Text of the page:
However, the Georgian Dream party has consistently denied any links to Russia and has shown its commitment to Georgia’s Western orientation. It is important to note that these accusations continue to be a point of contention within the country’s political landscape.
Protests Against Proposed Law
In March, large-scale protests took place in Georgia in response to a proposed foreign agent law. The legislation would have required media and nongovernmental organizations receiving more than 20% of their funding from foreign sources to register as “agents of foreign influence.” Opponents of the law argued that it mirrored a similar law in Russia which is known to stifle dissent and curtail freedom of expression.
The protests against the proposed law were successful, as Georgian Dream ultimately withdrew the legislation. This victory was seen as a significant achievement for civil society and freedom of speech in Georgia. The comparison to the Russian law was instrumental in mobilizing opposition and highlighting the potential negative consequences of such a law for Georgia’s aspirations to join the EU and NATO.
The relationship between Russia and Georgia has been characterized by a long history of tensions and complexities, especially since the collapse of the Soviet Union. One of the major flashpoints in their relationship was the 2008 war, which resulted in Georgia losing control of two Russia-friendly separatist regions. This conflict had a lasting impact on the bilateral relations between the two countries.
Despite some improvement in bilateral relations in recent years, the issue of the regions’ status remains unresolved and continues to strain relations between Russia and Georgia. It is important to acknowledge the complexities and challenges that exist in this relationship, which have implications for Georgia’s aspirations for EU membership.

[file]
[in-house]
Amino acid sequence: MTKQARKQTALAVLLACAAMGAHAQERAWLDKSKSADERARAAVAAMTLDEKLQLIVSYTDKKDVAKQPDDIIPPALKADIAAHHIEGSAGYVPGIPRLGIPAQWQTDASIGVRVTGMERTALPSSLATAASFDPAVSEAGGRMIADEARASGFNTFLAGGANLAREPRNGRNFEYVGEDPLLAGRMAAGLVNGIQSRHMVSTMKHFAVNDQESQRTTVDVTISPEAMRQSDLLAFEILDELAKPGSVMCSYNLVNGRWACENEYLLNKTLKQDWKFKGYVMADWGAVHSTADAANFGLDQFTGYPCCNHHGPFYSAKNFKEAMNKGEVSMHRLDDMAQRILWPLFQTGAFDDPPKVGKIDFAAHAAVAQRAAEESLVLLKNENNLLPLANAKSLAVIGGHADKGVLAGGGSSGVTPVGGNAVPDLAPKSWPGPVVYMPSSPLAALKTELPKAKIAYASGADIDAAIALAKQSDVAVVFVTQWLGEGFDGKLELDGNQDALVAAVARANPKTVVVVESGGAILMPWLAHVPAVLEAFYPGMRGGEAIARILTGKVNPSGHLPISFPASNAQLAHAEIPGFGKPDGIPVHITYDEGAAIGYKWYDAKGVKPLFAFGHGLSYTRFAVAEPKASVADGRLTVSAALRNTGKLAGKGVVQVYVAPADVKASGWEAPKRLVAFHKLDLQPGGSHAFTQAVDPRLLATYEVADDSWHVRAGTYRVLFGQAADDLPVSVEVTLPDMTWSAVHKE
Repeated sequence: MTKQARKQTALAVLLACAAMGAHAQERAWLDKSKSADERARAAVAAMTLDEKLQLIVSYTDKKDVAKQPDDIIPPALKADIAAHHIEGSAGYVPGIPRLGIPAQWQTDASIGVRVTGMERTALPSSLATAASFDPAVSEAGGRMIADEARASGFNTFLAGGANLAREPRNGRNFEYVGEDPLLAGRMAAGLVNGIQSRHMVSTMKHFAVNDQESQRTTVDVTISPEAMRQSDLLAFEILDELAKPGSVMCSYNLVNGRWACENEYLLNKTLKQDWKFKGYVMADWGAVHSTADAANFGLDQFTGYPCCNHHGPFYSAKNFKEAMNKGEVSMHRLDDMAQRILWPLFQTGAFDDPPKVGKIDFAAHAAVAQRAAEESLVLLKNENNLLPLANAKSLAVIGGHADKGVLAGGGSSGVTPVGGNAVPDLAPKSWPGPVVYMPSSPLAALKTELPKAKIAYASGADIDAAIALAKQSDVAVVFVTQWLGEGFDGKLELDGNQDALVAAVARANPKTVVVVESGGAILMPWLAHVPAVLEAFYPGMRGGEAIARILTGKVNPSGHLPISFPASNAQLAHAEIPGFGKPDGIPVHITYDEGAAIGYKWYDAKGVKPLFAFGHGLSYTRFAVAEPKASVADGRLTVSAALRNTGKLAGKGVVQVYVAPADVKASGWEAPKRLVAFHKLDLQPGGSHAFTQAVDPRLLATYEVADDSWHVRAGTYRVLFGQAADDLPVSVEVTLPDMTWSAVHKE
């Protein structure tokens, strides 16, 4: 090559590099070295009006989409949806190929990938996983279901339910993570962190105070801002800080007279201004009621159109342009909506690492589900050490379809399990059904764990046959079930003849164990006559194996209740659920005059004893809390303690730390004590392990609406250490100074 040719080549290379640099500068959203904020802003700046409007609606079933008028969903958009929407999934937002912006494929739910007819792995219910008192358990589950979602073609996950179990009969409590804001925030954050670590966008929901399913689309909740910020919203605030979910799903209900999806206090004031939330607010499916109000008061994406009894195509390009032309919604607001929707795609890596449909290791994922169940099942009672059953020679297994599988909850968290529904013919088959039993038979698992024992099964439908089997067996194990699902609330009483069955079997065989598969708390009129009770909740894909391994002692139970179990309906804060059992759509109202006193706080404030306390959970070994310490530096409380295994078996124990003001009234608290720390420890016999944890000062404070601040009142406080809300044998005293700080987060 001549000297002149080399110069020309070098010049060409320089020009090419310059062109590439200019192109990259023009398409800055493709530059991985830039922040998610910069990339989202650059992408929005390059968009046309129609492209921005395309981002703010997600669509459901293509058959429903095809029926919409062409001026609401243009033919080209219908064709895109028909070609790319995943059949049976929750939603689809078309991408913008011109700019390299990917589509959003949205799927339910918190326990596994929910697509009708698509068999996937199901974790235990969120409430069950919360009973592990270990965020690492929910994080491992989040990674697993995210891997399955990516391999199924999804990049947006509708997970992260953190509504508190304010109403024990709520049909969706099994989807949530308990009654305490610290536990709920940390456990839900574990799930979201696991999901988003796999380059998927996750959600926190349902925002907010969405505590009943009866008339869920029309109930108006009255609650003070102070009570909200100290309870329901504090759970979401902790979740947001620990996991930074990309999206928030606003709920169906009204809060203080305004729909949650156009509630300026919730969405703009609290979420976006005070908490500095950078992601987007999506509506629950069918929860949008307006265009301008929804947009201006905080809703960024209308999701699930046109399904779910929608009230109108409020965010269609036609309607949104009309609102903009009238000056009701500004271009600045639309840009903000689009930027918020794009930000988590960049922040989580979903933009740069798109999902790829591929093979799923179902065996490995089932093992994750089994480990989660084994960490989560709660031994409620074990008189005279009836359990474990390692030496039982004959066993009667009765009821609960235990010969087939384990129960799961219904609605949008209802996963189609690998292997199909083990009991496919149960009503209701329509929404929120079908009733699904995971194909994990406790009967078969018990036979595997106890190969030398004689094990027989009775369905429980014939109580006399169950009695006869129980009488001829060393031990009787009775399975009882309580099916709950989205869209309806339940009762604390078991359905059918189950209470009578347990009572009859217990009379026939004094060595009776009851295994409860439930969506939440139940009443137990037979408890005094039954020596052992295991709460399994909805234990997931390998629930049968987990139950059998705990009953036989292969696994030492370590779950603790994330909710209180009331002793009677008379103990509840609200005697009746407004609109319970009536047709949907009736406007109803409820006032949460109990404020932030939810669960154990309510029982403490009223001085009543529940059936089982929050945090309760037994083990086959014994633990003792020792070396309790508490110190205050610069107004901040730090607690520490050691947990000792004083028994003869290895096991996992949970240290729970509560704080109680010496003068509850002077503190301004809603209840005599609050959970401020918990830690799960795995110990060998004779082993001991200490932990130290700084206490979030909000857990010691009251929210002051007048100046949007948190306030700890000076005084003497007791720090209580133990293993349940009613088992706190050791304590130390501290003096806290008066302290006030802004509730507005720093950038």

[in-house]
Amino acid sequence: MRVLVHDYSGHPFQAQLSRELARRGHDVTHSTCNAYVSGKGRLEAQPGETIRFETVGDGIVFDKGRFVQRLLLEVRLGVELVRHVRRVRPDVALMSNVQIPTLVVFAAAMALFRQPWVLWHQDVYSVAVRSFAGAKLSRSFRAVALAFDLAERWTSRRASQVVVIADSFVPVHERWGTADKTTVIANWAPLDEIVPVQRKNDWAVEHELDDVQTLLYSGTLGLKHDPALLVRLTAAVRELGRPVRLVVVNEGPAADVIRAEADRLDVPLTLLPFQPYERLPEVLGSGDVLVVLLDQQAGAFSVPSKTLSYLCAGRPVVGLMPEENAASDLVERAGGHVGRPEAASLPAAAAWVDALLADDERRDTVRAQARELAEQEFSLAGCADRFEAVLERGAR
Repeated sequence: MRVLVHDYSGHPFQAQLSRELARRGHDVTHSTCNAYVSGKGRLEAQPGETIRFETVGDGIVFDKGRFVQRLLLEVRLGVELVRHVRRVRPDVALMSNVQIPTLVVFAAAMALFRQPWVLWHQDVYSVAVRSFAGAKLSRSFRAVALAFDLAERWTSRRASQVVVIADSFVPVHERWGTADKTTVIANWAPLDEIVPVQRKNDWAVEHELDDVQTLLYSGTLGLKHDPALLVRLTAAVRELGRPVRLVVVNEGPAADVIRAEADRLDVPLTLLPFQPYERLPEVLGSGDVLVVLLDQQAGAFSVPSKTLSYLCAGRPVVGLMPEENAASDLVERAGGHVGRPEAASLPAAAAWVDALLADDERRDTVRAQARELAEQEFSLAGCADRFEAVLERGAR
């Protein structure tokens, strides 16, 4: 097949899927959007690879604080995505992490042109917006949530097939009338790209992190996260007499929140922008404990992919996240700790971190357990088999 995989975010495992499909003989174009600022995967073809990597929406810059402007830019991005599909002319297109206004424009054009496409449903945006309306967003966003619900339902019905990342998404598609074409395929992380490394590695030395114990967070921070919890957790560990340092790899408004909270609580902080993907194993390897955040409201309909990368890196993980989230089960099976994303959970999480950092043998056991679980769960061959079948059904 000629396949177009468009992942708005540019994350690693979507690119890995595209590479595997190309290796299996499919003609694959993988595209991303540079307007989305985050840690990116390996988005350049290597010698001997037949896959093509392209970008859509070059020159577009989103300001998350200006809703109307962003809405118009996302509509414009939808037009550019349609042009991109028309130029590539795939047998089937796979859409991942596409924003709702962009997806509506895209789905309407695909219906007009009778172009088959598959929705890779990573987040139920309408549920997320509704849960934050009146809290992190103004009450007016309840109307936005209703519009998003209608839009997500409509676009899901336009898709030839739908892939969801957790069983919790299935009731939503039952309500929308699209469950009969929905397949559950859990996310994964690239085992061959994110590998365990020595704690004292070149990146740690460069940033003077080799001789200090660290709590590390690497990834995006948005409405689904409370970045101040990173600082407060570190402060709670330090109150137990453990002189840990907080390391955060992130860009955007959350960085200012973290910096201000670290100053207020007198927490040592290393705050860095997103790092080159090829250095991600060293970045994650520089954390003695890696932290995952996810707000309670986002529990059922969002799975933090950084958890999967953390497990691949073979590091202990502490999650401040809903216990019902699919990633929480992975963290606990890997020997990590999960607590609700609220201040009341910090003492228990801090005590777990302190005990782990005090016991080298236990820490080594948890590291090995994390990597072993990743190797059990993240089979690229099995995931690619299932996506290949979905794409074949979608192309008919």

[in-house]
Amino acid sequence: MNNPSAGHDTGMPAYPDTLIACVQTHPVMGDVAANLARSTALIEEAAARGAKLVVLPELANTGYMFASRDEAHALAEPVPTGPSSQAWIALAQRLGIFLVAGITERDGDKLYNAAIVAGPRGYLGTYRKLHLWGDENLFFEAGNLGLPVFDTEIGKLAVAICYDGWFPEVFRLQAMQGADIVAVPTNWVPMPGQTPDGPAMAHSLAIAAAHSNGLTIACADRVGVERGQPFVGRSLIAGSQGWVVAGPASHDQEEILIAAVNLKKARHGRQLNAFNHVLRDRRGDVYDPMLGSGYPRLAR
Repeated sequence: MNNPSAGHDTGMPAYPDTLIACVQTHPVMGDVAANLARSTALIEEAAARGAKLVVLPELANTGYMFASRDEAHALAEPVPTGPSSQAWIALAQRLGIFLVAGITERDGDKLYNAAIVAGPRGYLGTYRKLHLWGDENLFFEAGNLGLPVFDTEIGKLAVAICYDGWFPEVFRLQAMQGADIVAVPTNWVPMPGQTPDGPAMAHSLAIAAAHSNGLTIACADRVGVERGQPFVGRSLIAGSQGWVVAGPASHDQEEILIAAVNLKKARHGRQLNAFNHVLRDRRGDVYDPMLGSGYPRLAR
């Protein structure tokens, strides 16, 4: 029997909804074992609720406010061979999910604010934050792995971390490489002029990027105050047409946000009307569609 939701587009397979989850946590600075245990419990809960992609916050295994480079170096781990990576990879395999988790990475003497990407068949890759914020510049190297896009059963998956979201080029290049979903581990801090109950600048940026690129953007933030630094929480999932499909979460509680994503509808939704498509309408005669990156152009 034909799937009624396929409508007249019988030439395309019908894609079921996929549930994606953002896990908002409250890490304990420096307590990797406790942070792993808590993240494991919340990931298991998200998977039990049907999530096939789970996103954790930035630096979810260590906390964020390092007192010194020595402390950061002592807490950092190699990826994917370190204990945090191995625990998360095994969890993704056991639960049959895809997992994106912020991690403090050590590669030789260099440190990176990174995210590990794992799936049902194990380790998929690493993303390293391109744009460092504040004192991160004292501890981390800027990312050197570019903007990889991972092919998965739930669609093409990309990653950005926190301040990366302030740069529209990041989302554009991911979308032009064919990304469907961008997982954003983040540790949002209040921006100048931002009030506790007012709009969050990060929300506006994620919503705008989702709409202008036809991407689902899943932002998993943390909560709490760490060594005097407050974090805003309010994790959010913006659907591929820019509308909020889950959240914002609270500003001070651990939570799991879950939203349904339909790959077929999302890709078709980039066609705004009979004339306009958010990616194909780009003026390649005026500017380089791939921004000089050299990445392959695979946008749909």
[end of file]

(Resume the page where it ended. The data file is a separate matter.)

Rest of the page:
The march in support of Georgia’s candidacy for EU membership was a powerful demonstration of the people’s hopes and dreams for their country. It showcased their unity and desire to be a part of the European Union. President Zourabichvili’s involvement in the pro-EU rallies highlighted the growing divide with the ruling Georgian Dream party.
Accusations against the Georgian Dream party regarding pro-Russia policies and alleged influence from Bidzina Ivanishvili remain contentious issues. However, the withdrawal of the proposed foreign agent law following widespread protests represents a significant achievement for civil society and freedom of expression in Georgia.
The history of strained relations between Russia and Georgia, including the 2008 war, continues to shape the geopolitical landscape of the region. The resolution of these conflicts and the restoration of diplomatic ties between the two countries remain challenges that Georgia must navigate in its pursuit of EU membership.
Overall, the pro-EU march and subsequent events have brought attention to Georgia’s aspirations for European integration and have created a momentum for progress. The decision by the European Union regarding Georgia’s candidacy for membership will have far-reaching implications for the country’s future and its place on the international stage.